If aesthetics are the shining exterior of a sports car, then UX/UI design is the powerful engine humming away beneath the bonnet. While a website has to look great, it also has to function perfectly as any issues in the user experience can prove fatal. Research has shown that 90 percent of users will just stop using an app if it performs badly. Almost the same amount of people will simply go to a competitor website if they have a poor customer service experience.

It also stands to reason that more people will be willing to visit your site regularly (and even do business with you regularly) if your website is actually fun to interact with, and provides plenty of dynamic value to your user. This means value in the form of content and information, but also in the form of resources, tools, and deals. That’s why you can see so many banking websites publishing their own finances and loans calculators, or retail websites developing VR features that allow you to see what their products look like in your own home. These nifty tools enhance the overall UX/UI of your site just as much as investing in your site composition and navigation menu does.

HTML/CSS & App Coding

Speaking of arranging your navigation menu and the layout of your site pages, it goes without saying that knowing some coding, especially HTML and CSS, is super useful even for web designers who love the visual stuff. HTML is what puts your content on the web, giving it structure. CSS makes it pretty by adding colours, setting up the layout, and choosing fonts. Get the hang of these, and you’ll design stuff that can actually be built and work the way you want it to.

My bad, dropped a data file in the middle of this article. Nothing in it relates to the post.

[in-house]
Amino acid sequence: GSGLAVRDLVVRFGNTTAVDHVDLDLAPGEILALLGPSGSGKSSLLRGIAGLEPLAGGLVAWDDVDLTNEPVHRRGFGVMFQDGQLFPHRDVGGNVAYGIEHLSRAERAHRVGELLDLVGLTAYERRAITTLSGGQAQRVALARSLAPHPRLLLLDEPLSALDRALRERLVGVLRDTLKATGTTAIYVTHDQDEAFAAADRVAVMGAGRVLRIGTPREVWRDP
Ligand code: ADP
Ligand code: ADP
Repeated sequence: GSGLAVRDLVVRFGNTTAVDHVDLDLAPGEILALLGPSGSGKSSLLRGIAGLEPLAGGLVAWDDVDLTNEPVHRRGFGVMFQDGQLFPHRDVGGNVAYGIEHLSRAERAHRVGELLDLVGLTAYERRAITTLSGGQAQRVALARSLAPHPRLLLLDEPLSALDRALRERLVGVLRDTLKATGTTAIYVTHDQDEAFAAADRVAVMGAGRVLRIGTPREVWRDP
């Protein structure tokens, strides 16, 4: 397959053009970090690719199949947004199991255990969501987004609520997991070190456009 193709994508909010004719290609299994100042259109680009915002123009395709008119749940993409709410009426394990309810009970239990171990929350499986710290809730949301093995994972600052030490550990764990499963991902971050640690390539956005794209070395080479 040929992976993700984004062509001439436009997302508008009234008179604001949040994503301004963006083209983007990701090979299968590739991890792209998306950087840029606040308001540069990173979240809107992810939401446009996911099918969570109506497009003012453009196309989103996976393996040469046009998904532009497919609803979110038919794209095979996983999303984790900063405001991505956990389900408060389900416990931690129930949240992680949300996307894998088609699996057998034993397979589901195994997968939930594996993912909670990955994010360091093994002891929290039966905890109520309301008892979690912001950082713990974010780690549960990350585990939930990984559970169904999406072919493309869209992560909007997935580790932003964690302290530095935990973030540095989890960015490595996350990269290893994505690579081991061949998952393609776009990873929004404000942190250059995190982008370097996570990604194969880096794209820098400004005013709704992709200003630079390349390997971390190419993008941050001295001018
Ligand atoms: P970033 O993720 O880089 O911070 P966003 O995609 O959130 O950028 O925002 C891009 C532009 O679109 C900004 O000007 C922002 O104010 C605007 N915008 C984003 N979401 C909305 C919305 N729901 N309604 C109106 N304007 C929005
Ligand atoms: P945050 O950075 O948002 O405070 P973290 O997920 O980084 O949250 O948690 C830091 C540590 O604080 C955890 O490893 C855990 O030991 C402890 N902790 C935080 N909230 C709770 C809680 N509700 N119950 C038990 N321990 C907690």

But there are different coding languages alongside HTML & CSS. In fact, whilst most websites are coded using HTML, there are others that are coded using JavaScript. Similarly, some websites may even have accompanying mobile apps, or perhaps even need specialised coding to ensure that site’s mobile friendliness. After all, it’s essential to create websites that are not only aesthetically pleasing but functional on both mobile and desktop devices. This includes tablets, smart devices and even appliances like fridges that can automatically log shopping orders using the internet. Responsive UX/UI design involves creating the seamless and intuitive experience across all devices that modern consumers crave.

Thankfully, there are plenty of Bangalore colleges that specialise in IT, and can teach you all you need to know about HTML and CSS, or even other coding languages like Python. You can even learn how to code independently, thanks to the growing number of digital courses, YouTube channels, and even apps that teach you all the basics of HTML and CSS. Any self-driven learner can grasp the reins of their own coding education, and hone their skills by just rolling up their sleeves and building a site using these coding languages all on their own. Never underestimate the power of trial and error!


Web design is an ever-changing and evolving industry and it is crucial to keep abreast of the latest innovations and technologies to remain relevant and successful. By prioritising your skills building and learning in these three disciplines, however, you can ensure that you’re well-positioned to enjoy a lucrative and enriching career in web development.